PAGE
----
Dorota Gazy's Sedentary Lab: Clothing & Furniture for a Sedentary Lifestyle

 

 

The effects of a sedentary lifestyle on the body has peaked the interest of designers and thinkers who are looking for ways to tackle this issue with concepts such as The End of Sitting and the Body At Work. Dutch designer Dorota Gazy’s project 'Sedentary Laboratory' aims to raise awareness about the negative impact of sitting on the body. Her delivery is like no other. Gazy designed a satirical, yet frightening range of clothing and furniture pieces ‘for people whose bodies have been deformed by their sedentary lifestyles’ - a powerful visual commentary on the dangers of an idle lifestyle, foreshadowing the not-so-distant future.

 

Author: Siphilele Magagula

Image: Courtesy of Iris Rijskamp

 

Design and technology have engineered life to be more comfortable for humans, however in this pursuit of comfort through automation we tend to do less physical activity, which is slowly damaging our bodies. In her approach, Dorota Gazy is “designing discomfort” - for a world where objects are tailored for our bodies deformed by inaction.

 

 

Image courtesy of Iris Rijskamp

 

 

The Sedentary Laboratory: Take A Seat

 

Design Academy Eindhoven graduate Dorota Gazy explains that the Netherlands' population sits for an average of 8.7 hours a day - increasing to 10.4 hours for young people aged between 12 and 20 years old. This worrying statistic prompted her to design furniture and clothing to create a visually impactful statement about the sedentary lifestyle. "The body is immobile, but we are mentally hypermobile because of technology. I wanted to highlight this unconscious behaviour by making it visible" she explains.


To develop the Sensory Laboratory project, she consulted with a physiotherapist to learn about the type of injuries patients were reporting as a result of prolonged periods of sitting. She then used this information to create the exaggerated, morphed and ailing version of a man with a hunched back, craned neck, withered legs and damaged organs.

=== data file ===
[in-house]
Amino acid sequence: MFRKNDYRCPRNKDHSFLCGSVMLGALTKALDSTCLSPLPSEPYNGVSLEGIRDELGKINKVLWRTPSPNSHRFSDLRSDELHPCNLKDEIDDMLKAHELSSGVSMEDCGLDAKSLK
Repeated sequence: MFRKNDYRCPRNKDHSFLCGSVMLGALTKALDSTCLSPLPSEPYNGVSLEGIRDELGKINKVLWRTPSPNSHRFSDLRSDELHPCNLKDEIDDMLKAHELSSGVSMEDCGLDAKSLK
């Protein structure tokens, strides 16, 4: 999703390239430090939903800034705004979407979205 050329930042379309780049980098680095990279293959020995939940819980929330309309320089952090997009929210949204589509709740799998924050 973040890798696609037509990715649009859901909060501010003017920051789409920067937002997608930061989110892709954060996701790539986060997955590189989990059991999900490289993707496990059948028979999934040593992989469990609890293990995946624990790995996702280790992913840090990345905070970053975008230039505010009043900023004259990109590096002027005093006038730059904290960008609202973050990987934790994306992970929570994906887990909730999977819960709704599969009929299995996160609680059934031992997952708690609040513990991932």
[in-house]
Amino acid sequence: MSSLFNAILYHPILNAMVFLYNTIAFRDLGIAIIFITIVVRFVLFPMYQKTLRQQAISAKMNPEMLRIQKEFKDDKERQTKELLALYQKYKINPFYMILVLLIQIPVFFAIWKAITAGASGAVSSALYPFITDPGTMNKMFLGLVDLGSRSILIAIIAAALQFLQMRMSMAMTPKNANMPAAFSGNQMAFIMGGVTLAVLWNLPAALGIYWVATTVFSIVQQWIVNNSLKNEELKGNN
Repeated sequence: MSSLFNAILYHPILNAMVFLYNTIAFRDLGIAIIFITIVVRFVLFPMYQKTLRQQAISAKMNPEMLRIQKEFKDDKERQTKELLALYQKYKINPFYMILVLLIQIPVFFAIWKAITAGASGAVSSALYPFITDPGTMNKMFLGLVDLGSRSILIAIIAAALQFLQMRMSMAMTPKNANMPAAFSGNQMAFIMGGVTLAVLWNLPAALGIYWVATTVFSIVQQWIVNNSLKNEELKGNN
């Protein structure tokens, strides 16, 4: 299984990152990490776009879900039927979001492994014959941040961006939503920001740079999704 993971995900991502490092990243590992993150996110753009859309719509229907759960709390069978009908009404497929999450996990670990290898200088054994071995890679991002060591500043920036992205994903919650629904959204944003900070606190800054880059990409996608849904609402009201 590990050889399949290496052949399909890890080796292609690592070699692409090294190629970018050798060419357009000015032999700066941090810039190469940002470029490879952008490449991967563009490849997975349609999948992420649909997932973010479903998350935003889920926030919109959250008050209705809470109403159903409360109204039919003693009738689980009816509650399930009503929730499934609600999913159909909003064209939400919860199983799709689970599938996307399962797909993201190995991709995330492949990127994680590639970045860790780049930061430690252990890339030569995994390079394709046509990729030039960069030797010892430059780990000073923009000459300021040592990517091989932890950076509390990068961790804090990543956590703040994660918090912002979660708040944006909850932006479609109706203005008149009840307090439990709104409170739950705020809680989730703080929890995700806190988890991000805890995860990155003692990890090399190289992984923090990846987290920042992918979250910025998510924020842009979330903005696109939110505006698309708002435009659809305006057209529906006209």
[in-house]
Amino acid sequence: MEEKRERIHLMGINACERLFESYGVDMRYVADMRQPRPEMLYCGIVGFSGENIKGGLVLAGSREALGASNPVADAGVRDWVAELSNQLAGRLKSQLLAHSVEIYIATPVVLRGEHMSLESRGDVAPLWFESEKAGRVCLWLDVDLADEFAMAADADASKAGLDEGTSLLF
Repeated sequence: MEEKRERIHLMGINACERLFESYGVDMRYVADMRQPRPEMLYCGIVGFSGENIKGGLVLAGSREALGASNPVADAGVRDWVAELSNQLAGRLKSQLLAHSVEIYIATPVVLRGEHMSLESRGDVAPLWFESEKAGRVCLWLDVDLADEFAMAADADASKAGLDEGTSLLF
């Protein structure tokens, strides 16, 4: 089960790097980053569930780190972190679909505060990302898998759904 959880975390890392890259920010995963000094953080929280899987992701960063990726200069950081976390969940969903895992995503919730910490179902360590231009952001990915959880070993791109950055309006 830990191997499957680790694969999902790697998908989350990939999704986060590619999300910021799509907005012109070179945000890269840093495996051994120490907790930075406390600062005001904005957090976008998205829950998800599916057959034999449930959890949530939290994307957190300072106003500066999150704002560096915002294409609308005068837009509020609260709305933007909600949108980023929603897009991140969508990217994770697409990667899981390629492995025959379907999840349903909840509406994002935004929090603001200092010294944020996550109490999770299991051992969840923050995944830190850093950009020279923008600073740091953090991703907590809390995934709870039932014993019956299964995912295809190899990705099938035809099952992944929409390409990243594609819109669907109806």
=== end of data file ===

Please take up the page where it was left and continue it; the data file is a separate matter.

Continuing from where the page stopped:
1 | Cane


As prolonged sitting causes back pain and posture issues, Gazy designed a cane stick on wheels, as ironically "pushing is more convenient"

 

Image courtesy of Iris Rijskamp

 

2 | Chair & Table 

 

To accommodate a deformed back (as a result of bad posture from sitting hunched forward), the chair back - made of dense padding, tilts forward at an uncomfortable obtuse angle. The table has handholds to enable a person to launch themselves to their feet as their core muscles are presumed to be weak. In addition, oxygen canisters are attached to the table's legs to assist suppressed lungs to breath. 

 

Image courtesy of Iris Rijskamp

 

3 | Suit

 

The suit is the final touch to the manifestation of the future human figure conceptualized by Gazy as part of her Sedentary Laboratory. This suit worn by the figure depicts the evolution of the human form, deformed and weaken by a life of sitting. The most prominent feature of this oddly tailored suit is the jacket, which is tailored to fit a hunched back and the computer driven ‘forward-thrusting posture’. The trousers, however basic looking, are cut to be most comfortable in a seated position.

 

 

 

 

By questioning the relation between the body, lifestyle and design, Gazy’s work can be described as speculative design. Speculative design uses design objects to address current societal issues and explore possible futures.

 

In this project, Gazy proves that seeing is believing. By looking outside the box and giving us a glimpse into how inactivity could reshape the human, she encourages us to rethink our habits and lifestyles in relation to everyday life objects. We are currently at the experimental/conceptual phase of the conversation on the best way to combat the effects of a sedentary lifestyle. We need a simple, inclusive solution that combines comfort, functionality while promoting an active lifestyle, and we need it fast! Do you have any suggestions or solutions you’re developing? Let us know!

 

 

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